Trends in energy and macronutrient intake among Taiwanese older adults in 1999–2000, 2005–2008 and 2013–2016 periods
BMC Public Health volume 23, Article number: 871 (2023)
This study aimed to explore trends, in 3 periods, in the intake of energy and macronutrients among Taiwanese older adults.
Study subjects were those aged ≥65 years in the Nutrition and Health Survey in Taiwan 1999–2000 as well as the surveys in 2005–2008 and 2013–2016. Twenty-four-hour dietary recall data were obtained. This study used the 3 nutrition survey datasets for 1999–2000, 2005–2008, and 2013–2016, including data on the questionnaire, physical examination, and dietary intakes. Each nutrition survey involved the face-to-face household interview, and individual’s dietary intake of carbohydrate, fat, and protein (% of energy) was estimated. Subsequently, intake statuses of the three macronutrients were classified into below, meeting, and above intake categories.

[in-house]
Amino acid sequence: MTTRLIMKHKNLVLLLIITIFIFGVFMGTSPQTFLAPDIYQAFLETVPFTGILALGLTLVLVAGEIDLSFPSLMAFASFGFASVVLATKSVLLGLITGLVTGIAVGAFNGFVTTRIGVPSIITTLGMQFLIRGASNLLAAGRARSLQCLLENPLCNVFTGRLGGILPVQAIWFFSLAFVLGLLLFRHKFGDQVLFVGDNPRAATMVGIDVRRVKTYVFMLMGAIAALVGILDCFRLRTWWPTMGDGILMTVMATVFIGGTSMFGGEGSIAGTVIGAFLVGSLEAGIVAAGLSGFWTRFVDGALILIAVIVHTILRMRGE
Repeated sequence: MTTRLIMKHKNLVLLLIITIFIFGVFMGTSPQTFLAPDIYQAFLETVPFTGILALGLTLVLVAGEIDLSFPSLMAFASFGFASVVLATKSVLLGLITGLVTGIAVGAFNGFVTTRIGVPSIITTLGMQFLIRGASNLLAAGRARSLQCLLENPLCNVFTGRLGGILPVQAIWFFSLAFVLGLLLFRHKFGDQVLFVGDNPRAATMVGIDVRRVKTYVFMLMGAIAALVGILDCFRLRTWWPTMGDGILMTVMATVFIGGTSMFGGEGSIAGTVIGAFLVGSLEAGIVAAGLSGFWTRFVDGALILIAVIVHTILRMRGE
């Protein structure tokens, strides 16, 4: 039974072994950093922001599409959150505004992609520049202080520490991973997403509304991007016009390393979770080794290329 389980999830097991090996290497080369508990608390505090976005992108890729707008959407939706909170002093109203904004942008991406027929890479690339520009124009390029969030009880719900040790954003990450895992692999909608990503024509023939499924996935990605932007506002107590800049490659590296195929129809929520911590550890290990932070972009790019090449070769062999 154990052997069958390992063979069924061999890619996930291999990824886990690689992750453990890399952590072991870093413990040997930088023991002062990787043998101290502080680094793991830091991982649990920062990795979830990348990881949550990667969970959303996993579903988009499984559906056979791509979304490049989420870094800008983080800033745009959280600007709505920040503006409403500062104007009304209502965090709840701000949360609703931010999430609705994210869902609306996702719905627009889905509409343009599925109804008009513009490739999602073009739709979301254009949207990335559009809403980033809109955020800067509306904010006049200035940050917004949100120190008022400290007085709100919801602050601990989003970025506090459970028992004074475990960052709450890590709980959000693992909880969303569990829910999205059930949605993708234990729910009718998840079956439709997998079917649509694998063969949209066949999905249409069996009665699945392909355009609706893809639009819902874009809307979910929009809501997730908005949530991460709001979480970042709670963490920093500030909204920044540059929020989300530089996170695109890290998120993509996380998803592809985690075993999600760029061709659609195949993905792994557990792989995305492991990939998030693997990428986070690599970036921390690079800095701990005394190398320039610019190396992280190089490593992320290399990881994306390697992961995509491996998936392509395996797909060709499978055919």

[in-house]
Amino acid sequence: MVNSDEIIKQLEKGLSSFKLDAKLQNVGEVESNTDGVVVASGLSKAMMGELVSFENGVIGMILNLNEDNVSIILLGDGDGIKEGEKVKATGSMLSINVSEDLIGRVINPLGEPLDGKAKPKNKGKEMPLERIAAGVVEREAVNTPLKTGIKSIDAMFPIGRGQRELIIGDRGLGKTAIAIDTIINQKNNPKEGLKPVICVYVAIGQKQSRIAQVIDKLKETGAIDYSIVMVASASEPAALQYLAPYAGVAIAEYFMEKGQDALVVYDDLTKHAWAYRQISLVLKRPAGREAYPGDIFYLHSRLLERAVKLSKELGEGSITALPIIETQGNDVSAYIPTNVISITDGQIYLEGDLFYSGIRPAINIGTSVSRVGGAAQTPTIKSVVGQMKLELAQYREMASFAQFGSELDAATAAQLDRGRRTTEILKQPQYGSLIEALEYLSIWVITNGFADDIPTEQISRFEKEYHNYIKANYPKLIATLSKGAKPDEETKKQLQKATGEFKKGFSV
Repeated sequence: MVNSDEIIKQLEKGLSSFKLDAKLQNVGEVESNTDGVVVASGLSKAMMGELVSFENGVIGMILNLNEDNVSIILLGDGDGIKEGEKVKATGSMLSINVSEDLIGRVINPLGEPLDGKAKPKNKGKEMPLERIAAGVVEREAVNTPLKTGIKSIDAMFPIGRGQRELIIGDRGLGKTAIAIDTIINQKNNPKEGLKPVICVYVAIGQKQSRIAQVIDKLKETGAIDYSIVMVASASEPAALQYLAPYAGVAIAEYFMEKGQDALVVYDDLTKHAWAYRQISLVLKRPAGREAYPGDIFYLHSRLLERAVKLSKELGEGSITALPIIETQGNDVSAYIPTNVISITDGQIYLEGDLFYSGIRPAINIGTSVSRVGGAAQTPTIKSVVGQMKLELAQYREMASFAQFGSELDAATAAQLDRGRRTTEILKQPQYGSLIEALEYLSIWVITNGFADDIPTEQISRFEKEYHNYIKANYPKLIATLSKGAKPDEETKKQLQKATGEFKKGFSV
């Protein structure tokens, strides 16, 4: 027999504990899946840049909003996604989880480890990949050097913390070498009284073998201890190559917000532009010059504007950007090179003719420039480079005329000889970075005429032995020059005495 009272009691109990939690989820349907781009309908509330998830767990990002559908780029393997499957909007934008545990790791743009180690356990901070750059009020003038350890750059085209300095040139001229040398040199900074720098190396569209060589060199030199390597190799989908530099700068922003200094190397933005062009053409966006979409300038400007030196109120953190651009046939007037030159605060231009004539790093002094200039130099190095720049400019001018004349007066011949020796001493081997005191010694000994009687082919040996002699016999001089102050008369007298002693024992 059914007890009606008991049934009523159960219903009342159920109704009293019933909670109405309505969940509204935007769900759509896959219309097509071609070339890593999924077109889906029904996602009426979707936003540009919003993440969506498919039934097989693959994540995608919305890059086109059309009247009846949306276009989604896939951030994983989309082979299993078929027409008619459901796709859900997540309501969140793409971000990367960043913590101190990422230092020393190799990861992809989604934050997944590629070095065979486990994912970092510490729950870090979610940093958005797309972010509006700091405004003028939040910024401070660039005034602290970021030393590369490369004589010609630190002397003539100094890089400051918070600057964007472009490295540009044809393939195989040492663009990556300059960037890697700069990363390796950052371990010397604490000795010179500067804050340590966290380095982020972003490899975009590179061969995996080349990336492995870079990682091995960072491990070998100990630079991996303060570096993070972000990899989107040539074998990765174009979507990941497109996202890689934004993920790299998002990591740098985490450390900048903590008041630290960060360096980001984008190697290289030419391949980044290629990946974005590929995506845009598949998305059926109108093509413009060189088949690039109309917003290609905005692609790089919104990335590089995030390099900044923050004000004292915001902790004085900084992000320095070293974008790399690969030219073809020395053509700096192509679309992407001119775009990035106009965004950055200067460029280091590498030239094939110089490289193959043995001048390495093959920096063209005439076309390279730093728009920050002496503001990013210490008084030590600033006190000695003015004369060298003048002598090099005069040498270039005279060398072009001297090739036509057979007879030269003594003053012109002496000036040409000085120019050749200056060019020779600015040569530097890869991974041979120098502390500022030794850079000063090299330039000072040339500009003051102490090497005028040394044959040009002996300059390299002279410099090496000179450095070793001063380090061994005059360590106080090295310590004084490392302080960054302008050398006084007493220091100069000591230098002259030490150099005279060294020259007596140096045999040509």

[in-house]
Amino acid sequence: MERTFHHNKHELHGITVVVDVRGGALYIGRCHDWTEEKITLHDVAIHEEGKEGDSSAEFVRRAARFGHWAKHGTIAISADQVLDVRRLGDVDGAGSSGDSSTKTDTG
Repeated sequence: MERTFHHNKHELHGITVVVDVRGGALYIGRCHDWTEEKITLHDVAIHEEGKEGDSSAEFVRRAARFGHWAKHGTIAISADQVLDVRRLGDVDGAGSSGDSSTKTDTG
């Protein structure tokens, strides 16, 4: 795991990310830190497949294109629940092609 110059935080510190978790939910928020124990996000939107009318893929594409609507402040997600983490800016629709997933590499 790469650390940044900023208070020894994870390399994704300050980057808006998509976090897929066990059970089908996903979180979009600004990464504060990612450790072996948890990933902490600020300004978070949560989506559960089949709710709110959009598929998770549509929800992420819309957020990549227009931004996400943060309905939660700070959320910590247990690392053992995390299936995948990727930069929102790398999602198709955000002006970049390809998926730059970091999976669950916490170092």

In the 2013–2016 survey, approximately 40% of the older adults had a low intake of energy. The prevalence of older adults with a meeting intake of carbohydrate, fat, and protein have increased from the 1999–2000 to 2013–2016 periods. The prevalence of people having a low intake of carbohydrate declined from the 1999–2000 period to the 2013–2016 period. The prevalence of high fat intake in 2013–2016 was approximately 5% higher than that in 1999–2000. In the 2013–2016 period, the prevalence of low intake of carbohydrate, fat, and protein were 25.9, 24.5, and 4.9%, respectively; moreover, the prevalence of high intake of the aforementioned macronutrients were 38.7, 36.2, and 17.6%, respectively.
Our study provides important evidence on the dietary patterns, as well as their changes over time among Taiwanese older adults. Such information would be useful for health policy makers about the burden of unbalanced diet and for nutrition educators on planning nutrition promotion interventions about well-balanced dietary for the older persons.